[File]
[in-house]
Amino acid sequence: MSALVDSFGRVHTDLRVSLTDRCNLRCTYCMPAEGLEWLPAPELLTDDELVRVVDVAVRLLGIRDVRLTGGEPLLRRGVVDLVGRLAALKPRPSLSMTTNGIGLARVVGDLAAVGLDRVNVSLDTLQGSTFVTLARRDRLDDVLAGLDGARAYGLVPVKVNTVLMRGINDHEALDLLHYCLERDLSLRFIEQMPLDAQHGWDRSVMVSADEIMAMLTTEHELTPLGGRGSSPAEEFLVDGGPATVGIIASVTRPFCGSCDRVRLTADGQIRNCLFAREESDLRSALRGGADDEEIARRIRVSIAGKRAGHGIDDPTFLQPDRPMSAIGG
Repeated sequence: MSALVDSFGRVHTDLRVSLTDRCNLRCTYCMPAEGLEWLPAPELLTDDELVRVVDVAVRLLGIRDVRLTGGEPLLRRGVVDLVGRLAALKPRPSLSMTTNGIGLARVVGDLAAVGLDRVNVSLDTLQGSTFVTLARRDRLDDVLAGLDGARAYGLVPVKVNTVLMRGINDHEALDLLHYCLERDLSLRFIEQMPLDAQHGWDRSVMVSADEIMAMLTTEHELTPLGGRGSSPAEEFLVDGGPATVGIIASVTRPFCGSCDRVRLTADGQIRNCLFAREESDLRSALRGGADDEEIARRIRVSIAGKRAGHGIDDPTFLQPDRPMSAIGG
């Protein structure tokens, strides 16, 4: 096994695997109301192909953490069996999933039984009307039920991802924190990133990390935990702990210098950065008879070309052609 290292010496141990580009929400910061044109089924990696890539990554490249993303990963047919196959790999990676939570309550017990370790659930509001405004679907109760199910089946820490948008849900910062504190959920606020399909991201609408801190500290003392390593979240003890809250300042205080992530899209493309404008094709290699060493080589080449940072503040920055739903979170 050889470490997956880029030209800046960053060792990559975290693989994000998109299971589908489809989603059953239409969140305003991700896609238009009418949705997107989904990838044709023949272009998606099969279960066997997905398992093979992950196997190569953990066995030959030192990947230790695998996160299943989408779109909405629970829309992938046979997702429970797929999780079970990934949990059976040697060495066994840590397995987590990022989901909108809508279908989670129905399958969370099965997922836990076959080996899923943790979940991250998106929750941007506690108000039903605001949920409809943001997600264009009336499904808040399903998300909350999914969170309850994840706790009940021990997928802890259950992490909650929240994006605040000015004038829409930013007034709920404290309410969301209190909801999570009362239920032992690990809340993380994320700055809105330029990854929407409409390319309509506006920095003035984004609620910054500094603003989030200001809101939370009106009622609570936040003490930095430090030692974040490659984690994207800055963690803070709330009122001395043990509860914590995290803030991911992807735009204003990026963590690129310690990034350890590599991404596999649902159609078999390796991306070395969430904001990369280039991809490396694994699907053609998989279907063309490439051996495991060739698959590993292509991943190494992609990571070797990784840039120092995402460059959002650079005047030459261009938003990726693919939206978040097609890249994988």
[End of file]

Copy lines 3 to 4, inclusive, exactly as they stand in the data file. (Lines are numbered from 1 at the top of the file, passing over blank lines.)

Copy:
Repeated sequence: MSALVDSFGRVHTDLRVSLTDRCNLRCTYCMPAEGLEWLPAPELLTDDELVRVVDVAVRLLGIRDVRLTGGEPLLRRGVVDLVGRLAALKPRPSLSMTTNGIGLARVVGDLAAVGLDRVNVSLDTLQGSTFVTLARRDRLDDVLAGLDGARAYGLVPVKVNTVLMRGINDHEALDLLHYCLERDLSLRFIEQMPLDAQHGWDRSVMVSADEIMAMLTTEHELTPLGGRGSSPAEEFLVDGGPATVGIIASVTRPFCGSCDRVRLTADGQIRNCLFAREESDLRSALRGGADDEEIARRIRVSIAGKRAGHGIDDPTFLQPDRPMSAIGG
């Protein structure tokens, strides 16, 4: 096994695997109301192909953490069996999933039984009307039920991802924190990133990390935990702990210098950065008879070309052609 290292010496141990580009929400910061044109089924990696890539990554490249993303990963047919196959790999990676939570309550017990370790659930509001405004679907109760199910089946820490948008849900910062504190959920606020399909991201609408801190500290003392390593979240003890809250300042205080992530899209493309404008094709290699060493080589080449940072503040920055739903979170 050889470490997956880029030209800046960053060792990559975290693989994000998109299971589908489809989603059953239409969140305003991700896609238009009418949705997107989904990838044709023949272009998606099969279960066997997905398992093979992950196997190569953990066995030959030192990947230790695998996160299943989408779109909405629970829309992938046979997702429970797929999780079970990934949990059976040697060495066994840590397995987590990022989901909108809508279908989670129905399958969370099965997922836990076959080996899923943790979940991250998106929750941007506690108000039903605001949920409809943001997600264009009336499904808040399903998300909350999914969170309850994840706790009940021990997928802890259950992490909650929240994006605040000015004038829409930013007034709920404290309410969301209190909801999570009362239920032992690990809340993380994320700055809105330029990854929407409409390319309509506006920095003035984004609620910054500094603003989030200001809101939370009106009622609570936040003490930095430090030692974040490659984690994207800055963690803070709330009122001395043990509860914590995290803030991911992807735009204003990026963590690129310690990034350890590599991404596999649902159609078999390796991306070395969430904001990369280039991809490396694994699907053609998989279907063309490439051996495991060739698959590993292509991943190494992609990571070797990784840039120092995402460059959002650079005047030459261009938003990726693919939206978040097609890249994988």